Who would have thought that Neil Armstrong’s death would take us back to semantics? The eleven words he uttered are not merely historic. They convey evolution. It is almost Darwinesque. And like Darwin, this was challenged. Not for the words alone, although they added to the controversy.
The doubters who believe in miracles refused to grasp such scientific miracles. On July 20, 1969, the moon did not change. The world’s perception of it did. We still look at the moon with wonder and get tantalised when it hides behind clouds. We see it in all its stages – half, full, new, eclipsed. Some of us who have read David Niven’s amazing autobiography relate it to The Moon’s a Balloon; others to Michael Jackson’s moonwalk, which may be seen as a sharp commercial idea using a scientific breakthrough.
Some of you already know that Armstrong’s quote, “That's one small step for man. One giant leap for mankind” was a slip. He omitted the “a” before man. As he admitted, “Damn I really did it. I blew the first words on the moon, didn't I?”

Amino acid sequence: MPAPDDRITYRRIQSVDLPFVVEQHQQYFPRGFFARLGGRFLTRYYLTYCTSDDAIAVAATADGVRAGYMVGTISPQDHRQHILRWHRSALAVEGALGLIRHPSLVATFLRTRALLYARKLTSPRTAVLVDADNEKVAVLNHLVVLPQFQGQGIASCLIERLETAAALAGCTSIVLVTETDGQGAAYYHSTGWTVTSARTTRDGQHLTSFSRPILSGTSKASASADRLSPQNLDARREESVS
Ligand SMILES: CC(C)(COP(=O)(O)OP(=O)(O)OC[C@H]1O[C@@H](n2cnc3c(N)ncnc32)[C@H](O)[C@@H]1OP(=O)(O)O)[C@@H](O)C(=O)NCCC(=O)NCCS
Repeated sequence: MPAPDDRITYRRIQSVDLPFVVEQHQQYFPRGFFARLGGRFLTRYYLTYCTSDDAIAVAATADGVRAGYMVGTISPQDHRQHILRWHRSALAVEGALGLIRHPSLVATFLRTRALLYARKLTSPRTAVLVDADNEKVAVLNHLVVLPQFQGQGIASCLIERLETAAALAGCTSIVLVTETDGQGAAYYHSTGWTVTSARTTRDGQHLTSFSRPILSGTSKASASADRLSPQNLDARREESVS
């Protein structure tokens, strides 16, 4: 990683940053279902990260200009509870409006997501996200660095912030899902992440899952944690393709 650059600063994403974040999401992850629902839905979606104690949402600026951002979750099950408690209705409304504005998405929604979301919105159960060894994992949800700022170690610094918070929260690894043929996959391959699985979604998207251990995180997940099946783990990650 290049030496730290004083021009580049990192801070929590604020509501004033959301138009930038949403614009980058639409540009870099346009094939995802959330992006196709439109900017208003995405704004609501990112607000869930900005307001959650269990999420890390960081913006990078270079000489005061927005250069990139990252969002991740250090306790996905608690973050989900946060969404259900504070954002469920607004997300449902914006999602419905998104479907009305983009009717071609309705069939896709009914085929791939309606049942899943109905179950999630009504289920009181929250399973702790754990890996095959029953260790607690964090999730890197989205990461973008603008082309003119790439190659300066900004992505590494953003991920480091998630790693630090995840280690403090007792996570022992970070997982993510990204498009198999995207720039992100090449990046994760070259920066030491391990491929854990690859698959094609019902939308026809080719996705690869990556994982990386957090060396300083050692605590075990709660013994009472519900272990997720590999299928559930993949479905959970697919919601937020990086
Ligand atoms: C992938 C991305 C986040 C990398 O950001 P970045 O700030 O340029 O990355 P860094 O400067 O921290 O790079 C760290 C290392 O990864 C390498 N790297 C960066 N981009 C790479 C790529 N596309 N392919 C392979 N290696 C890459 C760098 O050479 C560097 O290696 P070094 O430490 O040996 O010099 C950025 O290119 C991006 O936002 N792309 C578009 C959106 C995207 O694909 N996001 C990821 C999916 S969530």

I disagree. We shall always cherish his words because they are about hope. Besides, it was not his private mission accomplished. He did step out of the Apollo 11 first. But just 18 minutes later, while he was walking his weightless walk, Buzz Aldrin stepped out. I am amazed how minutes can transform history. Twins are born a few minutes apart and they remain precious children to their parents. You stand in line to gain entry into places where you have paid the same amount of money and will watch the same things. An actor’s entry on stage may be delayed by the script, but it may not lessen the impact of the performance.
Who scripts historic moments? Or is it about coincidence, necessity? Do we remember what Buzz Aldrin said? I did not, so I went looking for it. His words were: “Beautiful, beautiful. Magnificent desolation.”
This is what many of us would have said. I cannot think of anything more potent than “magnificent desolation”. Couple that with “a small step” and one can feel the trepidation that finally takes the stride into “a giant leap”. The earth from space is a small orb with its own desolation, howling at the moon.
(c) Farzana Versey
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Image: Neil Armstrong. CNN